My favourite treat for Mother’s Day is one of the first things my brother and I made. Since food is my specialty, I’m sharing it here.

You don’t have to make it now, but some time when you want to create a memory with a role model in your life, try sharing this dessert.

Smiles are just about guaranteed.

DECADENT CHOCOLATE MOUSSE  (serves 6)

When my brother and I made this, I didn’t know about making coffee. The recipe called for “strong coffee” and I thought it meant coffee grounds; I thought strong meant just adding a bit more – like a heaping spoonful.

My mom, bless her heart, said she loved the crunchy bits of coffee in the final result. You can decide if you want to try it that way or brew the coffee.

6 ounces / 170 g bittersweet or semisweet chocolate, chopped (use quality chocolate, around 70% cacao)
6 ounces / 170 g unsalted butter, cut into small pieces
1/4 cup / 2 oz. dark-brewed coffee (dark as in, use dark roast beans)
4 large eggs, separated
1/2 cup / 120 g, PLUS 1 tbsp / 15 g sugar
2 tbsp / 30 mL dark rum
1 tbsp / 15 mL water
Pinch of salt
1 tsp / 5 mL vanilla extract
Dark chocolate for shaving over top  (optional but a nice touch)

Heat a saucepan filled one-third of the way with water and set a larger bowl on top (don't let it touch the water). Add the chocolate, butter and coffee, stirring over the barely simmering water, until smooth. Remove from heat. (Save the pan with the water, you'll be using it again.)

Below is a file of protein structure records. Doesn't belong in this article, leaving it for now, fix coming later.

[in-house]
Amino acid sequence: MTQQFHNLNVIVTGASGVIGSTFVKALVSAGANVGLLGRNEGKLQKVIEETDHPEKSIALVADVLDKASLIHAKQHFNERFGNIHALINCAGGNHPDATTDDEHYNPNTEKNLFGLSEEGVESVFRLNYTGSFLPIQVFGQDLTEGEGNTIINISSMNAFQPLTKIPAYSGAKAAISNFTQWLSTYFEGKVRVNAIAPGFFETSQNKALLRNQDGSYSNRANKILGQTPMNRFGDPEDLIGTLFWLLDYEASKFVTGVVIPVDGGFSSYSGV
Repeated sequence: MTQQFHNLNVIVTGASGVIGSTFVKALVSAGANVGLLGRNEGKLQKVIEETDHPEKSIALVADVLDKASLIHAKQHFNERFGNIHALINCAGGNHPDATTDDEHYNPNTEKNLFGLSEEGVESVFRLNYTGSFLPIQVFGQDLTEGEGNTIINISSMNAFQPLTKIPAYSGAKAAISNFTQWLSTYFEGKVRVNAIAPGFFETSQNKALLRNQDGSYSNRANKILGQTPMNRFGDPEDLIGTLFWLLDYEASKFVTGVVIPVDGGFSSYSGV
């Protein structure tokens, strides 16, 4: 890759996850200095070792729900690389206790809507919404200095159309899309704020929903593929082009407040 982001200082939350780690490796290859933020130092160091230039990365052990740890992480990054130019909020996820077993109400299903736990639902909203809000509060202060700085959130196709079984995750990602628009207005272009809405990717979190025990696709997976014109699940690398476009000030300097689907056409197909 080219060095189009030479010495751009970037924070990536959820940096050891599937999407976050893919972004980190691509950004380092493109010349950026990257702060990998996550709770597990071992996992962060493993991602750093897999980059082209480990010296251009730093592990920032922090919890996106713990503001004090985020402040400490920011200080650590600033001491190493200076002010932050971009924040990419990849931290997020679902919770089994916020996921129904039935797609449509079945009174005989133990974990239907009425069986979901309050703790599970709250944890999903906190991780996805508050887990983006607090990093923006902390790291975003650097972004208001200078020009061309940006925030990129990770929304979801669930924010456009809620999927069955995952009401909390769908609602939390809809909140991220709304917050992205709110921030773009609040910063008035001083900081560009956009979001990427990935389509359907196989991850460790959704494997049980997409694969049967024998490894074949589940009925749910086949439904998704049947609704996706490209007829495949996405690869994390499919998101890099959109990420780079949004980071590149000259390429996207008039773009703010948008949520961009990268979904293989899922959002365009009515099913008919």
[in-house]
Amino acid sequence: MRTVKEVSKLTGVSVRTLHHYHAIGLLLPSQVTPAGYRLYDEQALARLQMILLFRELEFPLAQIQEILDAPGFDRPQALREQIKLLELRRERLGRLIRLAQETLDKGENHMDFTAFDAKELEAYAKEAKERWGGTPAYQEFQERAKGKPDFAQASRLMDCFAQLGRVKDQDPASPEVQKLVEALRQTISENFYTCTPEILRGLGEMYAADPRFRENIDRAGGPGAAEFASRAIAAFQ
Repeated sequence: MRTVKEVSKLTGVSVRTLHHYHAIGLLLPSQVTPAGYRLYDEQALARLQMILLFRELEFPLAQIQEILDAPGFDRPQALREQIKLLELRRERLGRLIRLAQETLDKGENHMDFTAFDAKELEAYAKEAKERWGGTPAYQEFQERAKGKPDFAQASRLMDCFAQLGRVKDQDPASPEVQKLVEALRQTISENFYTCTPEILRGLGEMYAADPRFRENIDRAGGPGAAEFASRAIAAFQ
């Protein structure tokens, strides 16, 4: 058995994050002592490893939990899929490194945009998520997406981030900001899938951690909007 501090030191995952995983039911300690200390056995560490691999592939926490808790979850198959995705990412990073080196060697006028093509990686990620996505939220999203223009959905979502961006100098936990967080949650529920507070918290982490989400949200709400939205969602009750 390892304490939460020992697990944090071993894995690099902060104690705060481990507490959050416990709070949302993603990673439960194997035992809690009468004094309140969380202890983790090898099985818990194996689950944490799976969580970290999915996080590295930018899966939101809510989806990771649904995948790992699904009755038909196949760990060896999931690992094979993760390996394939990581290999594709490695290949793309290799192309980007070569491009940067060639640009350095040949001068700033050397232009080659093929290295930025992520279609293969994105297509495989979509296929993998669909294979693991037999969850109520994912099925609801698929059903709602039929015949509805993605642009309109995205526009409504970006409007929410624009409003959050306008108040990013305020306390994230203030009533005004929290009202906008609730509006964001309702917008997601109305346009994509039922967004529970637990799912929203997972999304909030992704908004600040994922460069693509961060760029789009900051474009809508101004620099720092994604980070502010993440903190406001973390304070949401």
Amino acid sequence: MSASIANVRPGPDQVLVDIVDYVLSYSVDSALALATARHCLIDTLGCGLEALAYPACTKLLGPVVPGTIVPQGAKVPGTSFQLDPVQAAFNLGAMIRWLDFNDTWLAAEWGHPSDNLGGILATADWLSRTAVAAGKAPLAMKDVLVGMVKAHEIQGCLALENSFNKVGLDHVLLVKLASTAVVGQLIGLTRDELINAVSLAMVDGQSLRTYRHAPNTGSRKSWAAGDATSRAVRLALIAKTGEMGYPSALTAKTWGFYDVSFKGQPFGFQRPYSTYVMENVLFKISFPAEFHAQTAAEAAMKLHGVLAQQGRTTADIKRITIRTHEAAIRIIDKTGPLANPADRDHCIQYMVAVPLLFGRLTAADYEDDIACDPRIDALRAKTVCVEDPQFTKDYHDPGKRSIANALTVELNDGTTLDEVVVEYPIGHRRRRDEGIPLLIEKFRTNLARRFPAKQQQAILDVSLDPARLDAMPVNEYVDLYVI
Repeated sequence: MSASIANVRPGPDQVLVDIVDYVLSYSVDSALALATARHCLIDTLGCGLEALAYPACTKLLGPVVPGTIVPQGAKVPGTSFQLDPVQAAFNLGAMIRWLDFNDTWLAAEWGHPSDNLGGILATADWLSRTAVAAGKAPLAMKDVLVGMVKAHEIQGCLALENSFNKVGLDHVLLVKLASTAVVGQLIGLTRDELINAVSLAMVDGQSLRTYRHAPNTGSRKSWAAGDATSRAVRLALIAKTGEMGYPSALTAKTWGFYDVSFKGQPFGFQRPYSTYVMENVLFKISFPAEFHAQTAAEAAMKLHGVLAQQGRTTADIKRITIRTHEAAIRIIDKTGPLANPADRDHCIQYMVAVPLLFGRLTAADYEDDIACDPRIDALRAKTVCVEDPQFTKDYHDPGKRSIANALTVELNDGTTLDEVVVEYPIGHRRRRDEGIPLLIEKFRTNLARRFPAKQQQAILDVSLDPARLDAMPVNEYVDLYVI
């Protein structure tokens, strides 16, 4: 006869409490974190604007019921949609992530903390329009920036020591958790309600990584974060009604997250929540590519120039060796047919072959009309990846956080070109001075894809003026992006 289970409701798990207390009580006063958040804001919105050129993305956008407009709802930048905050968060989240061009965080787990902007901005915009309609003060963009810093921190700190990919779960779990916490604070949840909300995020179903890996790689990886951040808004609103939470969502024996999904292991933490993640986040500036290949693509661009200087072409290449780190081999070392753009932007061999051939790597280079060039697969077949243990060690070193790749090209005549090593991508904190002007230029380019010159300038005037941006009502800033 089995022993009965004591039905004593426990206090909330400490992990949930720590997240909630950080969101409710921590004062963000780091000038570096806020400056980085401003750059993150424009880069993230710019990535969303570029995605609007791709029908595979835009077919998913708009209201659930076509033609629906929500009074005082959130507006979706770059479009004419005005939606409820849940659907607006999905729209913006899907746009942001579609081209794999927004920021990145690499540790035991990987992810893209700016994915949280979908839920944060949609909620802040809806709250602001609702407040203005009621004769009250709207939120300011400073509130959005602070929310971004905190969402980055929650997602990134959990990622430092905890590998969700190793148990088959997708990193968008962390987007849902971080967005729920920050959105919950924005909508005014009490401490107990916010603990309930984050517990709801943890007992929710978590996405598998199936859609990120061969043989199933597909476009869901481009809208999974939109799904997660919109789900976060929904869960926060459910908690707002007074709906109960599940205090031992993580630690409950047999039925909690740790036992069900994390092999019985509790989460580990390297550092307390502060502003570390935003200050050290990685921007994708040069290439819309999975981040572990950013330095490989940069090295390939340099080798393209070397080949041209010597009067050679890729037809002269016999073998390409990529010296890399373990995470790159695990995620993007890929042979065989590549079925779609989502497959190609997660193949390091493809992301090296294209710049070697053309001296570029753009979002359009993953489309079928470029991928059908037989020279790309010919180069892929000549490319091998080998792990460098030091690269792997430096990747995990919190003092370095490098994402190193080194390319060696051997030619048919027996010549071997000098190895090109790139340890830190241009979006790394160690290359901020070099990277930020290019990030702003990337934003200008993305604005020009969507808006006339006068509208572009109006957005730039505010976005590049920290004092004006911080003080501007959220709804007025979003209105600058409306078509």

Fill a large bowl with ice water and set aside.

Using another bowl that fits on the saucepan of water, whisk the yolks of the eggs with the 1/2 sugar, rum, and water for about 3 minutes until the mixture is thick, like runny mayonnaise.

(You can also use a handheld electric mixer if you're not up to serious whisking. Note: Be sure this mixture is thick before removing bowl from heat.)

Remove from heat and place the bowl of whipped egg yolks within the bowl of ice water and beat until cool and thick. (Hold onto the bowl with the yolks, to ensure it doesn't slip into the melting ice.) Then fold the chocolate mixture into the egg yolks.

In a separate bowl, beat the egg whites with the salt until frothy. Continue to beat until they start to hold their shape. Whip in the tablespoon of sugar and continue to beat until thick and shiny, but not completely stiff, then the vanilla.

Fold one-third of the beaten egg whites into the chocolate mixture, then fold in the remainder of the whites just until incorporated, but don't overdo it or the mousse will lose volume.

Transfer the mousse to a serving bowl or divide into serving dishes, and refrigerate for at least 4 hours, until firm.

Serve with a dollop of whipped cream if desired. If you want to make the mousse look especially spiffy, use a microplane grater or peeler to shave chocolate over the top before serving.



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Reaching for the sun